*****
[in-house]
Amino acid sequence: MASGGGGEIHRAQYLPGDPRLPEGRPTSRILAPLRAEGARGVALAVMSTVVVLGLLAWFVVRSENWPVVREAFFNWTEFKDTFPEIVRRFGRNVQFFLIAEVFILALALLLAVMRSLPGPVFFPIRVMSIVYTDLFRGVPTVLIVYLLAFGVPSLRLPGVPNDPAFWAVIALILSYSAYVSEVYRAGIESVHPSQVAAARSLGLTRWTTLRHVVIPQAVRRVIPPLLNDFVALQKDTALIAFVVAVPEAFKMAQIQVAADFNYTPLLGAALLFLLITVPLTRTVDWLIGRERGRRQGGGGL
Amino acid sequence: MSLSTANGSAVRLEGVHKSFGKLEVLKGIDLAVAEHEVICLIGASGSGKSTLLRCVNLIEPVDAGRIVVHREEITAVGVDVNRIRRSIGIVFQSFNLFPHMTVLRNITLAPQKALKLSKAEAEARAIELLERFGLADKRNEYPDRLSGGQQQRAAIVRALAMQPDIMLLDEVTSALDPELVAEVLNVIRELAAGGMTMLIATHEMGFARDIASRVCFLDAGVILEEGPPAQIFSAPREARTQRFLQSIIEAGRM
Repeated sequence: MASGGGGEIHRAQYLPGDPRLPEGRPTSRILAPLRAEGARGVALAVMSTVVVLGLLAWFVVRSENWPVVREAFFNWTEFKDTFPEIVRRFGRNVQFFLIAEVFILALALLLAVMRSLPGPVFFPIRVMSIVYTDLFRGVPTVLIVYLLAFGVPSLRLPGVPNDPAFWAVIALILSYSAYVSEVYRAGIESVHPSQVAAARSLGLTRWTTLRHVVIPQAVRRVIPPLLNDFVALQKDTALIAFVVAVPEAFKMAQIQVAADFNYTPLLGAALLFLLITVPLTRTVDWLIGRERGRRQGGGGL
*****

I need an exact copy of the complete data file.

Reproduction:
[in-house]
Amino acid sequence: MASGGGGEIHRAQYLPGDPRLPEGRPTSRILAPLRAEGARGVALAVMSTVVVLGLLAWFVVRSENWPVVREAFFNWTEFKDTFPEIVRRFGRNVQFFLIAEVFILALALLLAVMRSLPGPVFFPIRVMSIVYTDLFRGVPTVLIVYLLAFGVPSLRLPGVPNDPAFWAVIALILSYSAYVSEVYRAGIESVHPSQVAAARSLGLTRWTTLRHVVIPQAVRRVIPPLLNDFVALQKDTALIAFVVAVPEAFKMAQIQVAADFNYTPLLGAALLFLLITVPLTRTVDWLIGRERGRRQGGGGL
Amino acid sequence: MSLSTANGSAVRLEGVHKSFGKLEVLKGIDLAVAEHEVICLIGASGSGKSTLLRCVNLIEPVDAGRIVVHREEITAVGVDVNRIRRSIGIVFQSFNLFPHMTVLRNITLAPQKALKLSKAEAEARAIELLERFGLADKRNEYPDRLSGGQQQRAAIVRALAMQPDIMLLDEVTSALDPELVAEVLNVIRELAAGGMTMLIATHEMGFARDIASRVCFLDAGVILEEGPPAQIFSAPREARTQRFLQSIIEAGRM
Repeated sequence: MASGGGGEIHRAQYLPGDPRLPEGRPTSRILAPLRAEGARGVALAVMSTVVVLGLLAWFVVRSENWPVVREAFFNWTEFKDTFPEIVRRFGRNVQFFLIAEVFILALALLLAVMRSLPGPVFFPIRVMSIVYTDLFRGVPTVLIVYLLAFGVPSLRLPGVPNDPAFWAVIALILSYSAYVSEVYRAGIESVHPSQVAAARSLGLTRWTTLRHVVIPQAVRRVIPPLLNDFVALQKDTALIAFVVAVPEAFKMAQIQVAADFNYTPLLGAALLFLLITVPLTRTVDWLIGRERGRRQGGGGL